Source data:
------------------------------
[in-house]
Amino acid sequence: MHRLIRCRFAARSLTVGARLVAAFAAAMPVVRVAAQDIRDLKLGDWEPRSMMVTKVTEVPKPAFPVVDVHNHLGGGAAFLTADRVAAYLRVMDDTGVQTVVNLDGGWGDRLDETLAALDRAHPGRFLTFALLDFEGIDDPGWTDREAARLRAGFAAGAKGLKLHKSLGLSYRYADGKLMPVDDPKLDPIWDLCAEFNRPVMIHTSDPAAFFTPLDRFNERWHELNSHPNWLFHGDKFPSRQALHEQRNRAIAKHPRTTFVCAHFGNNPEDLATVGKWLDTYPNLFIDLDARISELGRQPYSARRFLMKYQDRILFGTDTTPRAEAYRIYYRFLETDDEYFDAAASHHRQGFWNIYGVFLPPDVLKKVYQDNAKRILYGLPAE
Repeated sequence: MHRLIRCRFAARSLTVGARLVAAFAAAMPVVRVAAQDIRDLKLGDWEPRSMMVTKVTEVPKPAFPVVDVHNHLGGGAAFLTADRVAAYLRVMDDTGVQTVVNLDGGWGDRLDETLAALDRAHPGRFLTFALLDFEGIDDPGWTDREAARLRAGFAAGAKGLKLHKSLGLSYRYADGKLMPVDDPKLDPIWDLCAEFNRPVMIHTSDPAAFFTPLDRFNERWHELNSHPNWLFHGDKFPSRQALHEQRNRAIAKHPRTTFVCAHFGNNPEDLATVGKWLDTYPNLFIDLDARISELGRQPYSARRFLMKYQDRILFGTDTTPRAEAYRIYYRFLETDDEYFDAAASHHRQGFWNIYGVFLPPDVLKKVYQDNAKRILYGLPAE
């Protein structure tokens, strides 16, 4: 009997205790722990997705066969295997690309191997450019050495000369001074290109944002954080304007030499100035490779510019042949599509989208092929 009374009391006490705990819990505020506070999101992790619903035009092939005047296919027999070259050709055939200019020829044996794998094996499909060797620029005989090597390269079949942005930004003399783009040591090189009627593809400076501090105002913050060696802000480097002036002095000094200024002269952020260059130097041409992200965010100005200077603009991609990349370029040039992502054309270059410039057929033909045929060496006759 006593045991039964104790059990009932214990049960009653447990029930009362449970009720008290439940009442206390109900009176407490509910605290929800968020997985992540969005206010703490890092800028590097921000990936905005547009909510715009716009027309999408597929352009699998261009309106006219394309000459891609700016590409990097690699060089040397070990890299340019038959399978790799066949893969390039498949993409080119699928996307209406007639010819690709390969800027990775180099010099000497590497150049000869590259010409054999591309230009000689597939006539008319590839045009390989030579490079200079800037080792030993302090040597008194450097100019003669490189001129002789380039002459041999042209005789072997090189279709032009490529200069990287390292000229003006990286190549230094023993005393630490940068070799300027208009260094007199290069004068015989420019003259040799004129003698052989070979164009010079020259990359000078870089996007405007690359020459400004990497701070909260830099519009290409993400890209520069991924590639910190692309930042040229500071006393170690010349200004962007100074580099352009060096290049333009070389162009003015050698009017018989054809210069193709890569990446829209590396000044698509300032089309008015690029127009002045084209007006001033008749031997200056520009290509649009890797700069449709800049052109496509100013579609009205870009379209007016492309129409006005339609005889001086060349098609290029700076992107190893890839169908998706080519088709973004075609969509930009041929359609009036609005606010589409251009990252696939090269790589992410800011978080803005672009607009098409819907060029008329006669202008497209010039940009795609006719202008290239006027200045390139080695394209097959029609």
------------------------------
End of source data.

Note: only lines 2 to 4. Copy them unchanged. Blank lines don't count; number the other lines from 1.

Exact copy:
Amino acid sequence: MHRLIRCRFAARSLTVGARLVAAFAAAMPVVRVAAQDIRDLKLGDWEPRSMMVTKVTEVPKPAFPVVDVHNHLGGGAAFLTADRVAAYLRVMDDTGVQTVVNLDGGWGDRLDETLAALDRAHPGRFLTFALLDFEGIDDPGWTDREAARLRAGFAAGAKGLKLHKSLGLSYRYADGKLMPVDDPKLDPIWDLCAEFNRPVMIHTSDPAAFFTPLDRFNERWHELNSHPNWLFHGDKFPSRQALHEQRNRAIAKHPRTTFVCAHFGNNPEDLATVGKWLDTYPNLFIDLDARISELGRQPYSARRFLMKYQDRILFGTDTTPRAEAYRIYYRFLETDDEYFDAAASHHRQGFWNIYGVFLPPDVLKKVYQDNAKRILYGLPAE
Repeated sequence: MHRLIRCRFAARSLTVGARLVAAFAAAMPVVRVAAQDIRDLKLGDWEPRSMMVTKVTEVPKPAFPVVDVHNHLGGGAAFLTADRVAAYLRVMDDTGVQTVVNLDGGWGDRLDETLAALDRAHPGRFLTFALLDFEGIDDPGWTDREAARLRAGFAAGAKGLKLHKSLGLSYRYADGKLMPVDDPKLDPIWDLCAEFNRPVMIHTSDPAAFFTPLDRFNERWHELNSHPNWLFHGDKFPSRQALHEQRNRAIAKHPRTTFVCAHFGNNPEDLATVGKWLDTYPNLFIDLDARISELGRQPYSARRFLMKYQDRILFGTDTTPRAEAYRIYYRFLETDDEYFDAAASHHRQGFWNIYGVFLPPDVLKKVYQDNAKRILYGLPAE
């Protein structure tokens, strides 16, 4: 009997205790722990997705066969295997690309191997450019050495000369001074290109944002954080304007030499100035490779510019042949599509989208092929 009374009391006490705990819990505020506070999101992790619903035009092939005047296919027999070259050709055939200019020829044996794998094996499909060797620029005989090597390269079949942005930004003399783009040591090189009627593809400076501090105002913050060696802000480097002036002095000094200024002269952020260059130097041409992200965010100005200077603009991609990349370029040039992502054309270059410039057929033909045929060496006759 006593045991039964104790059990009932214990049960009653447990029930009362449970009720008290439940009442206390109900009176407490509910605290929800968020997985992540969005206010703490890092800028590097921000990936905005547009909510715009716009027309999408597929352009699998261009309106006219394309000459891609700016590409990097690699060089040397070990890299340019038959399978790799066949893969390039498949993409080119699928996307209406007639010819690709390969800027990775180099010099000497590497150049000869590259010409054999591309230009000689597939006539008319590839045009390989030579490079200079800037080792030993302090040597008194450097100019003669490189001129002789380039002459041999042209005789072997090189279709032009490529200069990287390292000229003006990286190549230094023993005393630490940068070799300027208009260094007199290069004068015989420019003259040799004129003698052989070979164009010079020259990359000078870089996007405007690359020459400004990497701070909260830099519009290409993400890209520069991924590639910190692309930042040229500071006393170690010349200004962007100074580099352009060096290049333009070389162009003015050698009017018989054809210069193709890569990446829209590396000044698509300032089309008015690029127009002045084209007006001033008749031997200056520009290509649009890797700069449709800049052109496509100013579609009205870009379209007016492309129409006005339609005889001086060349098609290029700076992107190893890839169908998706080519088709973004075609969509930009041929359609009036609005606010589409251009990252696939090269790589992410800011978080803005672009607009098409819907060029008329006669202008497209010039940009795609006719202008290239006027200045390139080695394209097959029609």